Teaching Children to Enjoy United Prayer
United prayer is a God-given privilege. It brings special blessings to those who are willing to engage in it. Like adults, children need to learn that “all the grace and efficiency comes in united persevering prayer. Ask and ye shall receive.” If they can experience the blessings of God in response to united prayer at a young age, they will have learned an essential secret to spiritual growth. Their prayers will be effective, and they will see God work in answer to their prayers.
“What marvelous results would appear if the united prayers of [children] were to ascend to God in living faith! Jesus stands ready to take these petitions and present them to His Father, saying, “I know these [children] by name.
Send answers to their prayers; for I have graven their names on the palms of My hands.”
Children often catch the joy and blessing of united prayer time long before adults do. They seldom have the inhibitions that adults have about praying together. If you keep it simple and short and use various methods, the children will soon be eager to pray together. Use stories and simple illustrations to help the children understand God’s desire to hear them pray and know how to pray.
It is helpful to explain the various parts of prayer. Children tend to simply ask God for things (like many adults!). It is important to take the time to explain the difference between praising and thanking God, the importance of confession, and the ways God answers prayer. Please see the Children’s Prayer series for more ideas on how to teach about these different parts of prayer.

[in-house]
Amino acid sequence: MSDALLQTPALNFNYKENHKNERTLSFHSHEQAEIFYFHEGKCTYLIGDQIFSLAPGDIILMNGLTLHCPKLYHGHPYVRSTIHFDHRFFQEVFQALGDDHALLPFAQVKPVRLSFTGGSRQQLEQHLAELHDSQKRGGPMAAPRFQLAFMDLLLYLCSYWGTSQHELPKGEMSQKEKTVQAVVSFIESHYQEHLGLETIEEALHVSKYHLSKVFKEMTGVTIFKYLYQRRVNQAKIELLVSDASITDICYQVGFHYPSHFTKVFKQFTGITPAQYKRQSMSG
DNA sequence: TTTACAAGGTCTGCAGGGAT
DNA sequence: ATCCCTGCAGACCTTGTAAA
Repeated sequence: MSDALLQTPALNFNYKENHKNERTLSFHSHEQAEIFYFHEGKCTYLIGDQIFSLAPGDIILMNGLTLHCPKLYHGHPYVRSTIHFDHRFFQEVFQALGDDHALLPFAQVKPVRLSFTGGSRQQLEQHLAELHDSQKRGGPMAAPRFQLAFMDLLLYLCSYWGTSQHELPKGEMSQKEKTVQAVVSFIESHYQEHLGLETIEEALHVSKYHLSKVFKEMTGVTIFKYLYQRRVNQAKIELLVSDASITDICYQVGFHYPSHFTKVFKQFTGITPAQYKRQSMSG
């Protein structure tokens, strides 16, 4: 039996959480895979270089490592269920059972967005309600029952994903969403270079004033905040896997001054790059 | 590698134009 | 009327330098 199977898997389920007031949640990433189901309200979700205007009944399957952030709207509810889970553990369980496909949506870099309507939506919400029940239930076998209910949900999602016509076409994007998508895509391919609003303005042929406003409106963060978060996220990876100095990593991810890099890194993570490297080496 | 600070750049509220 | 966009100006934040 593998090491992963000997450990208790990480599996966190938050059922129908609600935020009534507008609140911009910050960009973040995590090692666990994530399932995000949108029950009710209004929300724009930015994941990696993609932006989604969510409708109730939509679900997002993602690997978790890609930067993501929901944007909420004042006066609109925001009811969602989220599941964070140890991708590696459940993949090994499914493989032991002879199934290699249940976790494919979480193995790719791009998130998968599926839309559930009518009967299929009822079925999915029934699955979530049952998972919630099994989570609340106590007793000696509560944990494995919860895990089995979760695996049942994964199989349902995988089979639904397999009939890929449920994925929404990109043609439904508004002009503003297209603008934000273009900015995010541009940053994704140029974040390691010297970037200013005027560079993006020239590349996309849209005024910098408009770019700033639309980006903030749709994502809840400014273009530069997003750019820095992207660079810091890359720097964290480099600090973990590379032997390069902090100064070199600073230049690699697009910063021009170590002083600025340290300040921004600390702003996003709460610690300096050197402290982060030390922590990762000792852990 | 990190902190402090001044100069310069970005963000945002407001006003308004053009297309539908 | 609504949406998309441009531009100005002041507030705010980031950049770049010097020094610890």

United prayer with children is best kept short. Ten to fifteen minutes is generally plenty. Sometimes even shorter is better. Here are some ways to do it:
• Popcorn prayer - Invite children to jump to their feet (like popcorn popping) and pray a short (one word to one sentence) prayer, then sit back down after their prayer. Encourage them to pop up to pray multiple times.
• Praise prayer – Explain to children that we praise God by focusing on the things we love about Him, not just His gifts to us. For example, we praise God for His love, creativity, gentleness, etc. We praise God because He is God and cares for us. Invite children to begin their prayer of praise with “I love you God, because…”
• Thanksgiving prayer – Thanksgiving comes more naturally to most children. They can usually think of many things to thank God for (toys, new puppies, family members, teachers, friends, etc.). Invite children to begin their prayer of thanksgiving with “Thank you God for…”
• Requests prayer – Assure the children that God wants to know what they want. Invite them to tell God what they need in prayer. This is generally the easiest for children (and adults).
• Confession prayer - Teach children about how to confess their sins and accept God’s forgiveness. Then you can have a prayer session focused on confession. One or two words is usually enough.
• ACTS prayer - Once you have taught about the various aspects prayer, you can lead the children through a united prayer that goes through all four aspects of Adoration (praise), Confession, Thanksgiving and Supplication (Requests). Keep each section short so the children don’t lose interest too quickly.
• Specific needs – When possible, have the children pray for specific needs that they all know about. This may be a sick child, a natural disaster, or another tangible need. Praying for a specific need will give the children a focus for their prayers. Have the children gather around, place their hands on the person in need, and pray for them.
Note: Never force children to pray aloud. If you demonstrate the joy of praying to God and help them understand how much God loves them, most of them will want to pray. However, some children will always be shy and fearful, and praying aloud will be too terrifying for them. Sometimes shy children will be willing to pray one-on-one with an adult. But if not, just keep demonstrating the joy and blessings of prayer and trust that the Holy Spirit is teaching the children what they need to learn.